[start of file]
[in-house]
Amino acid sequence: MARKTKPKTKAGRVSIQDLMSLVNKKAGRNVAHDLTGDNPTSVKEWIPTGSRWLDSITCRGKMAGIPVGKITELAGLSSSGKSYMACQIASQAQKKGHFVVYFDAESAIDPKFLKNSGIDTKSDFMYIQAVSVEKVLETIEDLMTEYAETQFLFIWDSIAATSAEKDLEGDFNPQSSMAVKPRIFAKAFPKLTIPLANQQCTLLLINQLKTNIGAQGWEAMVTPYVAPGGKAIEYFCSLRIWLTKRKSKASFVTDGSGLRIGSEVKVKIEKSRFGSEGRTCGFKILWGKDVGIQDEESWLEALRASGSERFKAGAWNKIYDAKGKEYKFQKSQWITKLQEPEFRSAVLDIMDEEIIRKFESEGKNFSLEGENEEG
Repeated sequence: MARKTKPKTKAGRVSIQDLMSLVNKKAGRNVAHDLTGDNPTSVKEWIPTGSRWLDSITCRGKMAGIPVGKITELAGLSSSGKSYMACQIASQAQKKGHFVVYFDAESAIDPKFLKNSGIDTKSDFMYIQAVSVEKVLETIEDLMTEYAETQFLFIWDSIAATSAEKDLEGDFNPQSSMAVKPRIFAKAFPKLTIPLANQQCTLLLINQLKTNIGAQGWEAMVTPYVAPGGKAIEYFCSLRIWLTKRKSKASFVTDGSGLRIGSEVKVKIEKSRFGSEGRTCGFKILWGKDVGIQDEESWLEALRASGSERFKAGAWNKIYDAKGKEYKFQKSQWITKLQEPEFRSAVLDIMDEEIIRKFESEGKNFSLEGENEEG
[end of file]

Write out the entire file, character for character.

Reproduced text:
[in-house]
Amino acid sequence: MARKTKPKTKAGRVSIQDLMSLVNKKAGRNVAHDLTGDNPTSVKEWIPTGSRWLDSITCRGKMAGIPVGKITELAGLSSSGKSYMACQIASQAQKKGHFVVYFDAESAIDPKFLKNSGIDTKSDFMYIQAVSVEKVLETIEDLMTEYAETQFLFIWDSIAATSAEKDLEGDFNPQSSMAVKPRIFAKAFPKLTIPLANQQCTLLLINQLKTNIGAQGWEAMVTPYVAPGGKAIEYFCSLRIWLTKRKSKASFVTDGSGLRIGSEVKVKIEKSRFGSEGRTCGFKILWGKDVGIQDEESWLEALRASGSERFKAGAWNKIYDAKGKEYKFQKSQWITKLQEPEFRSAVLDIMDEEIIRKFESEGKNFSLEGENEEG
Repeated sequence: MARKTKPKTKAGRVSIQDLMSLVNKKAGRNVAHDLTGDNPTSVKEWIPTGSRWLDSITCRGKMAGIPVGKITELAGLSSSGKSYMACQIASQAQKKGHFVVYFDAESAIDPKFLKNSGIDTKSDFMYIQAVSVEKVLETIEDLMTEYAETQFLFIWDSIAATSAEKDLEGDFNPQSSMAVKPRIFAKAFPKLTIPLANQQCTLLLINQLKTNIGAQGWEAMVTPYVAPGGKAIEYFCSLRIWLTKRKSKASFVTDGSGLRIGSEVKVKIEKSRFGSEGRTCGFKILWGKDVGIQDEESWLEALRASGSERFKAGAWNKIYDAKGKEYKFQKSQWITKLQEPEFRSAVLDIMDEEIIRKFESEGKNFSLEGENEEG